Tuesday, December 26, 2006

Rambam on Being Paid to Learn or Teach Torah III

The Rashbatz (Responsa 1:147) brings a number of proofs that one is allowed to receive money for learning or teaching Torah, contrary to the view of the Rambam (see these posts: I, II):

  1. Yoma 18a says that we are obligated to make the high priest wealthy so he is "above" his fellows. As implied in Chullin 134b, this also applies to a Torah scholar.
  2. Yoma 72b states that the people of a town are obligated to do a Torah scholar's work for him.
  3. Kesuvos 111b praises someone who uses his money to benefit a Torah scholar, implying that a scholar may receive money simply for his knowledge of Torah.
  4. Kesuvos 105a states that the judges who issued decrees in Jerusalem were paid for their services.
  5. Kesuvos 106a states that scholars who taught the laws of slaughtering to priests in the Temple were also paid for their services.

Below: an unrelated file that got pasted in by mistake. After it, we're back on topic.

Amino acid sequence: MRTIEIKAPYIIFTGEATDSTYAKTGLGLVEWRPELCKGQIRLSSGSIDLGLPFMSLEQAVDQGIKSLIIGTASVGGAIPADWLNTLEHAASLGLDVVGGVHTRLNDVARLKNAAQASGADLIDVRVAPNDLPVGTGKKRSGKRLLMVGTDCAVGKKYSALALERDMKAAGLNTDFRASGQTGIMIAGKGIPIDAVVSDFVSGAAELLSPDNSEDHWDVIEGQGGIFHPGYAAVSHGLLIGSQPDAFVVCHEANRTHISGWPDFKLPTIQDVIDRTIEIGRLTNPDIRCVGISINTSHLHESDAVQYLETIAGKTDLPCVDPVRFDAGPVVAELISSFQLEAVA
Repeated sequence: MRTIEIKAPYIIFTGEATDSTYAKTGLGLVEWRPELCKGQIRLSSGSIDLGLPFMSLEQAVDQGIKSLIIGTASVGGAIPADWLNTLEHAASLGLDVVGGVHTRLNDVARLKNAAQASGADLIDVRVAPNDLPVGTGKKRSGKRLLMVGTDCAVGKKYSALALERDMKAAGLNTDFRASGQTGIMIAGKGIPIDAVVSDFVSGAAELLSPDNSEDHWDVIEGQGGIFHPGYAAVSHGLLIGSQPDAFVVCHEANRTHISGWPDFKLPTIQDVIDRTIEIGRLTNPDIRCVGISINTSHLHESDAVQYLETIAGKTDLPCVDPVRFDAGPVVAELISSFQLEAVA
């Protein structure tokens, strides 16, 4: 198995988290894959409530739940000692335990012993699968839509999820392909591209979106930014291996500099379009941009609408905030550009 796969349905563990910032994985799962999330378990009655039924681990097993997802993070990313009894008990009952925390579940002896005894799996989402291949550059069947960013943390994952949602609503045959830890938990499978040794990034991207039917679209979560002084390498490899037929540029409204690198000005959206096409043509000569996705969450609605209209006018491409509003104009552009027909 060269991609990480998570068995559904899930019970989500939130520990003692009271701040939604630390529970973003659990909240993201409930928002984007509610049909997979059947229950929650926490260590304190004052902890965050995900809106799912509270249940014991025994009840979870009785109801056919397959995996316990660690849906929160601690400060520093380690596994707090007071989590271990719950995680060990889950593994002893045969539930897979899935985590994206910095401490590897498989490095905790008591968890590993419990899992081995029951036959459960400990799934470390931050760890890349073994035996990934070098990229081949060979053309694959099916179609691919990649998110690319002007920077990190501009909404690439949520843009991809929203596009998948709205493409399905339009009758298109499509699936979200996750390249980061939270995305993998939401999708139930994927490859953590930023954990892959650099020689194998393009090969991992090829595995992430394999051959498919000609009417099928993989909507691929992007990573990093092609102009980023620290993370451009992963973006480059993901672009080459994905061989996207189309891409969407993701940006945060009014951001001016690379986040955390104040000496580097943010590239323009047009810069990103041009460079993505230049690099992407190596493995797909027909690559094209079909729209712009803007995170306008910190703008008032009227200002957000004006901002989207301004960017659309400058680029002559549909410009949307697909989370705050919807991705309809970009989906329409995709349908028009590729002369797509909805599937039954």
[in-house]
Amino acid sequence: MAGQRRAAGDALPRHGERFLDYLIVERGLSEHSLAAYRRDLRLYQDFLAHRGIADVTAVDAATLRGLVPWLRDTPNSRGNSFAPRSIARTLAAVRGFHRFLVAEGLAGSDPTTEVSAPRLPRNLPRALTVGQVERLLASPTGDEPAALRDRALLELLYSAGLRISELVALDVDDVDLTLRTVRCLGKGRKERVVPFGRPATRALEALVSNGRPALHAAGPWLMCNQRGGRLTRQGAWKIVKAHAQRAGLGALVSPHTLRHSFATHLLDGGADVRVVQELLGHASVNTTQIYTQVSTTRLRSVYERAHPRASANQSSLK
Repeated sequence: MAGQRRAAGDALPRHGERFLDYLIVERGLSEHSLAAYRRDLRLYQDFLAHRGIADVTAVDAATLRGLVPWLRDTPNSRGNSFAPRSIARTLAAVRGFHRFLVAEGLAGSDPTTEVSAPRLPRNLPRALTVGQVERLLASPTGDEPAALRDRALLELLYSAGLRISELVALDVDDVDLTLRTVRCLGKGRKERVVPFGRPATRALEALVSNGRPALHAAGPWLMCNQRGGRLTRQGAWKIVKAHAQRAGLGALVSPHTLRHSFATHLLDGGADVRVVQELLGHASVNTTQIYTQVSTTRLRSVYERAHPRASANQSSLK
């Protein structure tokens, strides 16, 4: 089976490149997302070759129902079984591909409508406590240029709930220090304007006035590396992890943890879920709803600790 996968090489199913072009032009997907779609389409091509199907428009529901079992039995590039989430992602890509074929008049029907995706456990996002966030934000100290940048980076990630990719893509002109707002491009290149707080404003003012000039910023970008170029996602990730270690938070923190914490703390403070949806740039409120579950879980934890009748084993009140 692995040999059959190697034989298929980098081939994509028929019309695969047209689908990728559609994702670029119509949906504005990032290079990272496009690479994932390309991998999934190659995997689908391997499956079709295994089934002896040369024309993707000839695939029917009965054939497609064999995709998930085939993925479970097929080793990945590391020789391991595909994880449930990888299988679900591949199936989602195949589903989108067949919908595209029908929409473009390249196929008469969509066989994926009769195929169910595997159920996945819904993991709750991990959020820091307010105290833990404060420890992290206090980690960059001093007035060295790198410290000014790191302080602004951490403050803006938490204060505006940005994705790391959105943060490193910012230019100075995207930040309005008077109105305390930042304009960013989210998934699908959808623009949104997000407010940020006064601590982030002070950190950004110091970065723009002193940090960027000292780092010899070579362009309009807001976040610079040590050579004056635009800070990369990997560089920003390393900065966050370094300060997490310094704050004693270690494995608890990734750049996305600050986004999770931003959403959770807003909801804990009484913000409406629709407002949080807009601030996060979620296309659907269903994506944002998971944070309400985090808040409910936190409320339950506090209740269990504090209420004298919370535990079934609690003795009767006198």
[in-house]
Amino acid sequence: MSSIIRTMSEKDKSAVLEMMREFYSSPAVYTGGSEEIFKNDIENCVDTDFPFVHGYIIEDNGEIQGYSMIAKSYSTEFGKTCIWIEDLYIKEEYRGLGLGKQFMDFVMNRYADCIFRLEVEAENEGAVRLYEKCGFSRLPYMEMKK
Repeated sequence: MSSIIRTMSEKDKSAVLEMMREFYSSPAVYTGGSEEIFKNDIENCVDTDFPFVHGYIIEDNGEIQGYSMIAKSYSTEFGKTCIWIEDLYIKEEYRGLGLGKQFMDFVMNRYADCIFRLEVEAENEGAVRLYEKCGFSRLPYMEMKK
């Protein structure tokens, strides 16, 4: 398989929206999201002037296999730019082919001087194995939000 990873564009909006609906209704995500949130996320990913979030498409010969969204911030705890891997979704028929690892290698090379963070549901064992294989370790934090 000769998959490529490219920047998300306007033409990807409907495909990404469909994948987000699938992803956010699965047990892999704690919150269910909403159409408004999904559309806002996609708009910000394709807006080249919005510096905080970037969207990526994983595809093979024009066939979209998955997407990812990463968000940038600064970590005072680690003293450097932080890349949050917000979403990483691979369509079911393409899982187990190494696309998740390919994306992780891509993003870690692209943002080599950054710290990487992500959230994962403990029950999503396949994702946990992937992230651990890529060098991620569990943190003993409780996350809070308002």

6. Gittin 60b says that Rav Yehudah collected money to support his students.
R. Yosef Kafach, in his edition of Mishneh Torah (Hilkhos Talmud Torah 3:10 n. 34), responds on behalf of the Rambam:
  1. There is a difference between someone who studies or teaches Torah and someone who actively serves the community. A high priest works for the community and deserves to be paid for his work. But learning or teaching Torah is different and is not described in the cited passage. Chullin 134b is discussing the "gifts" for a cohen (matenos kehunah) and R. Ami, who was a cohen. It is therefore irrelevant to this matter.
  2. The community is not obligated to do a scholar's work but to do business with him, i.e. to purchase goods from him over another, lesser seller or to use his services over another's.
  3. This is referring to providing housing to a visiting scholar (cf. Hilkhos De'os 6:2).
  4. (Skipped, but perhaps he would consider this to be involved in leading the nation rather than teaching Torah, for which payment is appropriate.)
  5. (Skipped, but perhaps he would consider this to be service in the Temple, for which payment is appropriate.)
  6. The Rambam would explain that collection as being for the poor and not necessarily the students.
Let me reiterate that there is no implication here that it is currently inappropriate to accept money for studying or teaching Torah. No responsible halakhic decisor would agree with such a blanket prohibition in today's situation.

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